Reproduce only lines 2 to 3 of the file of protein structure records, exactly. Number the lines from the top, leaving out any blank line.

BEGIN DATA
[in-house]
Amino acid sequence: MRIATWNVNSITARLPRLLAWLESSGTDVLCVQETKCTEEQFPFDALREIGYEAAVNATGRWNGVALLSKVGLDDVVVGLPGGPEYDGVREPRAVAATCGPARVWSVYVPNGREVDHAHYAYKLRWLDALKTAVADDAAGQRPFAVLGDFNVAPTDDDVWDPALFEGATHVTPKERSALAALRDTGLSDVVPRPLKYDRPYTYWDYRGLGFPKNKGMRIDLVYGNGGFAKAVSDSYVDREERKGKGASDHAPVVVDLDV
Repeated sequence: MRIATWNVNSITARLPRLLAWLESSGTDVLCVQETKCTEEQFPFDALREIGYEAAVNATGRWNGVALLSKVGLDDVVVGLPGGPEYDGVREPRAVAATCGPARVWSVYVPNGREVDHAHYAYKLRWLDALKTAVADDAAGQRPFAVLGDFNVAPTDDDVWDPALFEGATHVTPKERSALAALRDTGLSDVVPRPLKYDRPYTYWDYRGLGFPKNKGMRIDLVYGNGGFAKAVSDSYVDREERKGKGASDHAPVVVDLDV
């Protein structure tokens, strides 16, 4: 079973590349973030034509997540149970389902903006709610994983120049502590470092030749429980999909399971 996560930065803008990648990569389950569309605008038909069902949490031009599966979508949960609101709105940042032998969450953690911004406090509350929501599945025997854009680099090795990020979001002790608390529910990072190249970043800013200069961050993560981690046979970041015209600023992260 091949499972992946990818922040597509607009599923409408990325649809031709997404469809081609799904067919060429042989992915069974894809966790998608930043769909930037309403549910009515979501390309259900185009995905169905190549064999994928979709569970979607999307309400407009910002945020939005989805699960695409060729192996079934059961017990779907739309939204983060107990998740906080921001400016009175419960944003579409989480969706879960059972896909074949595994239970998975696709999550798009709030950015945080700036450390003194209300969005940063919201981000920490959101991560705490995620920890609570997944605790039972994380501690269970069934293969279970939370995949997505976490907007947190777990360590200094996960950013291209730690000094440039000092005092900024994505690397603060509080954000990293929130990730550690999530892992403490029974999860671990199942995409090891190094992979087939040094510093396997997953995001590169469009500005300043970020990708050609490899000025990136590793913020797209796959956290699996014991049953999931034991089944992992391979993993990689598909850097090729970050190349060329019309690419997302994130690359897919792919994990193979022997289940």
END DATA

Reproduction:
Amino acid sequence: MRIATWNVNSITARLPRLLAWLESSGTDVLCVQETKCTEEQFPFDALREIGYEAAVNATGRWNGVALLSKVGLDDVVVGLPGGPEYDGVREPRAVAATCGPARVWSVYVPNGREVDHAHYAYKLRWLDALKTAVADDAAGQRPFAVLGDFNVAPTDDDVWDPALFEGATHVTPKERSALAALRDTGLSDVVPRPLKYDRPYTYWDYRGLGFPKNKGMRIDLVYGNGGFAKAVSDSYVDREERKGKGASDHAPVVVDLDV
Repeated sequence: MRIATWNVNSITARLPRLLAWLESSGTDVLCVQETKCTEEQFPFDALREIGYEAAVNATGRWNGVALLSKVGLDDVVVGLPGGPEYDGVREPRAVAATCGPARVWSVYVPNGREVDHAHYAYKLRWLDALKTAVADDAAGQRPFAVLGDFNVAPTDDDVWDPALFEGATHVTPKERSALAALRDTGLSDVVPRPLKYDRPYTYWDYRGLGFPKNKGMRIDLVYGNGGFAKAVSDSYVDREERKGKGASDHAPVVVDLDV